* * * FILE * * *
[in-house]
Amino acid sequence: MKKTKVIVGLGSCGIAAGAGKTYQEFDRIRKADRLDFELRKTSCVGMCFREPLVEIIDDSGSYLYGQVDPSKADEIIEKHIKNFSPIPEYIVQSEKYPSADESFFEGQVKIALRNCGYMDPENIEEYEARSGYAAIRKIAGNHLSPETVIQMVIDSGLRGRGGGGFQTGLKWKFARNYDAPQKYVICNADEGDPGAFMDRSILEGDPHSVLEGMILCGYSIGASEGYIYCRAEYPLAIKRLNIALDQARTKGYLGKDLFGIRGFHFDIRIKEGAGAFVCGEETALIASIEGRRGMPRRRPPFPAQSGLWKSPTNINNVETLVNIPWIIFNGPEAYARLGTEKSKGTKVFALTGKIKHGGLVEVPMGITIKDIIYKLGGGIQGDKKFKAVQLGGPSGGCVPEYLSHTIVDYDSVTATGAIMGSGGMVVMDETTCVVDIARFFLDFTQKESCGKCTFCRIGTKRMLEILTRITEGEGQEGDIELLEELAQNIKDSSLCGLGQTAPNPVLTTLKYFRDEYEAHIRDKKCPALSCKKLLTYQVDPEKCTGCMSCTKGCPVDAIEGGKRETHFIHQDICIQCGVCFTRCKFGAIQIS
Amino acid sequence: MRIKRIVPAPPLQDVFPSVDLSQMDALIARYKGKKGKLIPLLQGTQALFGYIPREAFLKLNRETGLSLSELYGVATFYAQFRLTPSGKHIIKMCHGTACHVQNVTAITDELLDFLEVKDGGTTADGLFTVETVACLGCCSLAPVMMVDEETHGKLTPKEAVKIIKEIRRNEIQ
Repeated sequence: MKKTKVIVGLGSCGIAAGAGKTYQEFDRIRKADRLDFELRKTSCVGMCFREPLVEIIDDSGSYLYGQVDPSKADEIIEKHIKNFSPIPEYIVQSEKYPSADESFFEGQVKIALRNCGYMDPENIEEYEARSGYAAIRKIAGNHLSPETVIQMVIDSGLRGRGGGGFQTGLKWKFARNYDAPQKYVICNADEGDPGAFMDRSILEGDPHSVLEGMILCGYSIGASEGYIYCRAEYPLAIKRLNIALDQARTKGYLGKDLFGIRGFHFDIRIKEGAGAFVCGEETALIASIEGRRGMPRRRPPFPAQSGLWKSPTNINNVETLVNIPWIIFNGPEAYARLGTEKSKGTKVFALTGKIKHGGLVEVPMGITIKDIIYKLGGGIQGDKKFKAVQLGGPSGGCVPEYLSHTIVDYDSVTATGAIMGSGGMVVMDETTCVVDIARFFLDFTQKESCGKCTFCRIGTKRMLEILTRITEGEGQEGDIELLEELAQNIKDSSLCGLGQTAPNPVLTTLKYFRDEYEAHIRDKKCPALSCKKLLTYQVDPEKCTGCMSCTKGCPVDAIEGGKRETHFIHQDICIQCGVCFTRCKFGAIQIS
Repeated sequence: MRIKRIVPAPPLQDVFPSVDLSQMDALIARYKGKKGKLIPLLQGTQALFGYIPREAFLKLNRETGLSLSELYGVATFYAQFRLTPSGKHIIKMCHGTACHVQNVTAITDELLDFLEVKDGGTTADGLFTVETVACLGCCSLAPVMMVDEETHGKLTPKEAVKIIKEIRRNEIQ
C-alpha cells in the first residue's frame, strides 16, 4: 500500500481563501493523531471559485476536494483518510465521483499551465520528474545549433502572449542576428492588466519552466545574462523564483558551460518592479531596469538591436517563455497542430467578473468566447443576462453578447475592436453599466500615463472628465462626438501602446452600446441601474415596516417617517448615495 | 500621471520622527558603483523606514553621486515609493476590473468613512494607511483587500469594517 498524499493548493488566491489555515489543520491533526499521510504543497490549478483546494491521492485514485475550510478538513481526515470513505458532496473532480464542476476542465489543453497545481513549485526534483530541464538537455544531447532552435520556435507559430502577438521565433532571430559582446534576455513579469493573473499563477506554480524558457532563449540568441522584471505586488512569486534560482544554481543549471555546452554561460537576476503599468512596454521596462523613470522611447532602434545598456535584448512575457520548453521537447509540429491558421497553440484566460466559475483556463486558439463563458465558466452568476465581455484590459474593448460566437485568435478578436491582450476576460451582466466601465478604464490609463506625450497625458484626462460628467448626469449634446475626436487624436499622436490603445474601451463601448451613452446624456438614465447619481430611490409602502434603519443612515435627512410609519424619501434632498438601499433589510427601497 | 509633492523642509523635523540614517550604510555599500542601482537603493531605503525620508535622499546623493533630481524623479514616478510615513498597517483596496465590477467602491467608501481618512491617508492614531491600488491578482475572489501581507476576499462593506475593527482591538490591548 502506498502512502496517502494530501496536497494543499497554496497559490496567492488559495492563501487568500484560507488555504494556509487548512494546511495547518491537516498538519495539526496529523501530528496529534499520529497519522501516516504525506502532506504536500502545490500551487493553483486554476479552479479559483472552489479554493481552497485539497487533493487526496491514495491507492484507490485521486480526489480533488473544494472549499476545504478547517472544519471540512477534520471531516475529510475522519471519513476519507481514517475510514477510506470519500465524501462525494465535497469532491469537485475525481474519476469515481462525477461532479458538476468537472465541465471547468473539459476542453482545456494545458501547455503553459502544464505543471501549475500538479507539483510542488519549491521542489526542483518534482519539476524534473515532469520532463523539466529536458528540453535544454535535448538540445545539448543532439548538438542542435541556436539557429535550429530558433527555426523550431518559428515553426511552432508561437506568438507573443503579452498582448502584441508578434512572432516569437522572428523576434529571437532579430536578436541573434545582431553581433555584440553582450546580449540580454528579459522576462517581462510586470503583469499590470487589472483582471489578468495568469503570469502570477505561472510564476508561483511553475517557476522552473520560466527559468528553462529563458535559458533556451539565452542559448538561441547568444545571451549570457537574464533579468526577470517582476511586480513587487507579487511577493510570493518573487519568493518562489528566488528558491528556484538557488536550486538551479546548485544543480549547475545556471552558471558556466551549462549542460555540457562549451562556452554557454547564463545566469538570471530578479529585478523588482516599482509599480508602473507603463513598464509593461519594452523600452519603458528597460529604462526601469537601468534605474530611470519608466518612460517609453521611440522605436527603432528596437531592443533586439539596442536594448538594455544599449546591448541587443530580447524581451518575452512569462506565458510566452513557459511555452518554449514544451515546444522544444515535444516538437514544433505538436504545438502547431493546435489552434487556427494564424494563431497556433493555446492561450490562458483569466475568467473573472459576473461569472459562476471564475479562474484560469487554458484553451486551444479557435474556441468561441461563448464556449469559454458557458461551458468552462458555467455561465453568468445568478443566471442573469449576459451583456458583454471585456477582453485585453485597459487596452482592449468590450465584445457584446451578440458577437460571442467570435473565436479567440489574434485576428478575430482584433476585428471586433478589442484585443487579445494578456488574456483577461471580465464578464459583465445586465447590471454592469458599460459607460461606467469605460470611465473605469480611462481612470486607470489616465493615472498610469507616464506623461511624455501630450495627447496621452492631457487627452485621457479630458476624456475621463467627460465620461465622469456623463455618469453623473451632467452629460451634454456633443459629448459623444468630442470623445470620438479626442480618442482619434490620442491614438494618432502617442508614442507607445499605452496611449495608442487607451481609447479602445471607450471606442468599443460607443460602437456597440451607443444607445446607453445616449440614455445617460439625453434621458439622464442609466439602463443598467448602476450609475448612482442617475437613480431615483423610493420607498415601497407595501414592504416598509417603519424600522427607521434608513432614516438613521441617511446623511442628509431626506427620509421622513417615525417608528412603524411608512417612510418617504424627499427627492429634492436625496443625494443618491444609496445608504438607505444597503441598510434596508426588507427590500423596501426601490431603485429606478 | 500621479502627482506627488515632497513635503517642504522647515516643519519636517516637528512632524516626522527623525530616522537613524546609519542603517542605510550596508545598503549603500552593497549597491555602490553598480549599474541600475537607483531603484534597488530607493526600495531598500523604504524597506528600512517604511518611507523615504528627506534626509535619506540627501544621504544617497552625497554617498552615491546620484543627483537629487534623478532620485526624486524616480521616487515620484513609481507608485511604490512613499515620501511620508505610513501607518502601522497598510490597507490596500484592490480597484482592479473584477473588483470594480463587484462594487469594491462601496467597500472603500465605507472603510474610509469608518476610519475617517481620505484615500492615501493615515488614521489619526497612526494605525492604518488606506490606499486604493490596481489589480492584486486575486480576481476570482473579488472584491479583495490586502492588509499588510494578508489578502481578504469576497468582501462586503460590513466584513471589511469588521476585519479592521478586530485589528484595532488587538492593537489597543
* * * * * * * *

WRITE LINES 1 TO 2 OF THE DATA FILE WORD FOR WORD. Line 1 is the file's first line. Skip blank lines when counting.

[in-house]
Amino acid sequence: MKKTKVIVGLGSCGIAAGAGKTYQEFDRIRKADRLDFELRKTSCVGMCFREPLVEIIDDSGSYLYGQVDPSKADEIIEKHIKNFSPIPEYIVQSEKYPSADESFFEGQVKIALRNCGYMDPENIEEYEARSGYAAIRKIAGNHLSPETVIQMVIDSGLRGRGGGGFQTGLKWKFARNYDAPQKYVICNADEGDPGAFMDRSILEGDPHSVLEGMILCGYSIGASEGYIYCRAEYPLAIKRLNIALDQARTKGYLGKDLFGIRGFHFDIRIKEGAGAFVCGEETALIASIEGRRGMPRRRPPFPAQSGLWKSPTNINNVETLVNIPWIIFNGPEAYARLGTEKSKGTKVFALTGKIKHGGLVEVPMGITIKDIIYKLGGGIQGDKKFKAVQLGGPSGGCVPEYLSHTIVDYDSVTATGAIMGSGGMVVMDETTCVVDIARFFLDFTQKESCGKCTFCRIGTKRMLEILTRITEGEGQEGDIELLEELAQNIKDSSLCGLGQTAPNPVLTTLKYFRDEYEAHIRDKKCPALSCKKLLTYQVDPEKCTGCMSCTKGCPVDAIEGGKRETHFIHQDICIQCGVCFTRCKFGAIQIS